Do your students know the difference between letters and words? It’s of the most fundamental and easily missed concepts about print, and until I was in my training year for Reading Recovery, I had never noticed my students using ‘letters’ and ‘words’ interchangeably, or understood why spaces between words, word family patterns and other strategies made no sense to some of them. In their minds, everything was just a big mess of letters (that they might call words, sometimes, because, after all, they all looked the same!)
I tried to tell my students that letters represent sounds, and that we speak using words, words have meaning and are made up of letters in a specific order, but you can imagine how that went.
Here is what I learned in my training that worked:
Using any kind of letters that can be moved independently of each other, make two or three short, easy words that your student will recognize. Say “These are words.”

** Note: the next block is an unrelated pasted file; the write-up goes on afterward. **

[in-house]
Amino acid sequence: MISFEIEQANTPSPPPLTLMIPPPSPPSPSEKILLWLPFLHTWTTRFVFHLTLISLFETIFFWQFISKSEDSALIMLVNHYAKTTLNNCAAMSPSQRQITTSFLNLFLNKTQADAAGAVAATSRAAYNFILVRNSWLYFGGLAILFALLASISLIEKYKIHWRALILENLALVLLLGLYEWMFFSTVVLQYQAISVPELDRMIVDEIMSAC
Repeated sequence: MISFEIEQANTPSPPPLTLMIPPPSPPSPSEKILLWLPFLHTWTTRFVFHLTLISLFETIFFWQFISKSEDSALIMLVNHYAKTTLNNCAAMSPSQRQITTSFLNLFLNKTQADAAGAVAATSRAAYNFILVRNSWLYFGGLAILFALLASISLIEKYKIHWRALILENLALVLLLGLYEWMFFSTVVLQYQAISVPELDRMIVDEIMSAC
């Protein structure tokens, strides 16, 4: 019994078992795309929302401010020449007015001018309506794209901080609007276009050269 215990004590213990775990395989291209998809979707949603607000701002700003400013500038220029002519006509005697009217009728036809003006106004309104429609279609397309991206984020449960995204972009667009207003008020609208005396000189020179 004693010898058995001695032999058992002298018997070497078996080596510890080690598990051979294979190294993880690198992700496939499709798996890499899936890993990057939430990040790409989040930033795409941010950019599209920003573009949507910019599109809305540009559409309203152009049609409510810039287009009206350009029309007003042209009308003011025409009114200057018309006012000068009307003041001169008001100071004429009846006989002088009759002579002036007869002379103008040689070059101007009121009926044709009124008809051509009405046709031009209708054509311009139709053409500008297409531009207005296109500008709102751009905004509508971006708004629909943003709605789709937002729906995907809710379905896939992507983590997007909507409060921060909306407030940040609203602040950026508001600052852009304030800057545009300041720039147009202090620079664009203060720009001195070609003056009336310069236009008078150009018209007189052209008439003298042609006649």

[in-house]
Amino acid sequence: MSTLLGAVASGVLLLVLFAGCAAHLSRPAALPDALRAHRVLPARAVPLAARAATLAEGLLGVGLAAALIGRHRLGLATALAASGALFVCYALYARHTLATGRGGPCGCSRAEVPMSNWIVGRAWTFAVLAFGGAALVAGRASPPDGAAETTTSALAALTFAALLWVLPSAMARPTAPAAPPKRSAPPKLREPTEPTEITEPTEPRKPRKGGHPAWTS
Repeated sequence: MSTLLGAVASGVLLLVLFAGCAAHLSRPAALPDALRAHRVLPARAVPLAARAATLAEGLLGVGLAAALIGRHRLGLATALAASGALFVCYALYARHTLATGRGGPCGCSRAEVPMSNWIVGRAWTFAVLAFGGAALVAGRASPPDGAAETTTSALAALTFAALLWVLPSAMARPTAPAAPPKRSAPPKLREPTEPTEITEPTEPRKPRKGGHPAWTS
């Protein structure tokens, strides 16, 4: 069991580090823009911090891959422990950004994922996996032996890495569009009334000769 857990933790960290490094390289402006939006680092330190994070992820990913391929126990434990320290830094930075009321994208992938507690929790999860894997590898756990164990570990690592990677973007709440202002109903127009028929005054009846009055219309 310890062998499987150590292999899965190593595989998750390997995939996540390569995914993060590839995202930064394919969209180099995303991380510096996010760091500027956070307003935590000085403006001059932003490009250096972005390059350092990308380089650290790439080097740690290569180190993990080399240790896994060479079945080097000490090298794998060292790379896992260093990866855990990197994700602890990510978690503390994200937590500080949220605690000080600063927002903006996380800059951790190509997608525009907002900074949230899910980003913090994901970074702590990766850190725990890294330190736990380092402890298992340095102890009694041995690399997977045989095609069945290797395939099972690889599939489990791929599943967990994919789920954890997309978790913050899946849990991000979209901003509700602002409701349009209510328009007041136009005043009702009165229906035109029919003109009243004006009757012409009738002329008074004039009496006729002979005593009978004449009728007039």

Now spread those same letters out randomly and ask, “What do you see now?” Chances are, you’ll get the correct answer, at which point you can elaborate and confirm that indeed they are ‘only letters’, that they are by themselves, not in any special order and do not mean anything. They just represent sounds.
Ask the child how letters become words. Build a word or two together and talk about what those words mean. Repeat every few days for a couple of weeks with different types of letters. Be creative!
Have fun playing with letters and words by keeping sessions short and sweet, and adding movement and laughter in where possible!
This video shows a storybook lesson, bulletin board set and literacy center activity I adapted for kindergarten, and ideas for setting up your classroom to reinforce this concept visually:
These early literacy concepts can be easily forgotten or confused without repetition until they are fully consolidated. Visuals really help, and can be created in a number of ways.